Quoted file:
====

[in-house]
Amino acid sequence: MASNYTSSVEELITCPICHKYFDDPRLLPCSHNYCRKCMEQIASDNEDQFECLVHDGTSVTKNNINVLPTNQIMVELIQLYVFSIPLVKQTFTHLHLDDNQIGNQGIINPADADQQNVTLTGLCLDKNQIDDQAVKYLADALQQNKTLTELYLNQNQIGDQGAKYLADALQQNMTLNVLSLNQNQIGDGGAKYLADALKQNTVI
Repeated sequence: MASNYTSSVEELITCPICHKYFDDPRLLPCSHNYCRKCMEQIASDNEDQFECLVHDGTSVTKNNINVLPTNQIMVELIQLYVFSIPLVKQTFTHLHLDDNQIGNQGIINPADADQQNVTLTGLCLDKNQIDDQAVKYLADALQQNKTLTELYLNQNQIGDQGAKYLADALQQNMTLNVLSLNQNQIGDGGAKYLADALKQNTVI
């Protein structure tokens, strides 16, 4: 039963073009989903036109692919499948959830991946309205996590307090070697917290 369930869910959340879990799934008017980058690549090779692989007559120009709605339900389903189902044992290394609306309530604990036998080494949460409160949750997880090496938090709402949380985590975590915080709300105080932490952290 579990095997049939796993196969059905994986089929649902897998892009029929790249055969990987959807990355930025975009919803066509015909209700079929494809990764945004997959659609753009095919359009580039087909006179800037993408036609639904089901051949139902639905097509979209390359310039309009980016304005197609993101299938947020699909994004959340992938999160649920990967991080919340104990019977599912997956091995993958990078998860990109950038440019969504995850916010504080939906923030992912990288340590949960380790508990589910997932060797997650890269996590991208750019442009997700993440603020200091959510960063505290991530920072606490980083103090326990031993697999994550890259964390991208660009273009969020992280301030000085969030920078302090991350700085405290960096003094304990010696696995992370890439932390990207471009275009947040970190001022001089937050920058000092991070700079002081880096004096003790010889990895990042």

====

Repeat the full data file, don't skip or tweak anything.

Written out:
[in-house]
Amino acid sequence: MASNYTSSVEELITCPICHKYFDDPRLLPCSHNYCRKCMEQIASDNEDQFECLVHDGTSVTKNNINVLPTNQIMVELIQLYVFSIPLVKQTFTHLHLDDNQIGNQGIINPADADQQNVTLTGLCLDKNQIDDQAVKYLADALQQNKTLTELYLNQNQIGDQGAKYLADALQQNMTLNVLSLNQNQIGDGGAKYLADALKQNTVI
Repeated sequence: MASNYTSSVEELITCPICHKYFDDPRLLPCSHNYCRKCMEQIASDNEDQFECLVHDGTSVTKNNINVLPTNQIMVELIQLYVFSIPLVKQTFTHLHLDDNQIGNQGIINPADADQQNVTLTGLCLDKNQIDDQAVKYLADALQQNKTLTELYLNQNQIGDQGAKYLADALQQNMTLNVLSLNQNQIGDGGAKYLADALKQNTVI
């Protein structure tokens, strides 16, 4: 039963073009989903036109692919499948959830991946309205996590307090070697917290 369930869910959340879990799934008017980058690549090779692989007559120009709605339900389903189902044992290394609306309530604990036998080494949460409160949750997880090496938090709402949380985590975590915080709300105080932490952290 579990095997049939796993196969059905994986089929649902897998892009029929790249055969990987959807990355930025975009919803066509015909209700079929494809990764945004997959659609753009095919359009580039087909006179800037993408036609639904089901051949139902639905097509979209390359310039309009980016304005197609993101299938947020699909994004959340992938999160649920990967991080919340104990019977599912997956091995993958990078998860990109950038440019969504995850916010504080939906923030992912990288340590949960380790508990589910997932060797997650890269996590991208750019442009997700993440603020200091959510960063505290991530920072606490980083103090326990031993697999994550890259964390991208660009273009969020992280301030000085969030920078302090991350700085405290960096003094304990010696696995992370890439932390990207471009275009947040970190001022001089937050920058000092991070700079002081880096004096003790010889990895990042």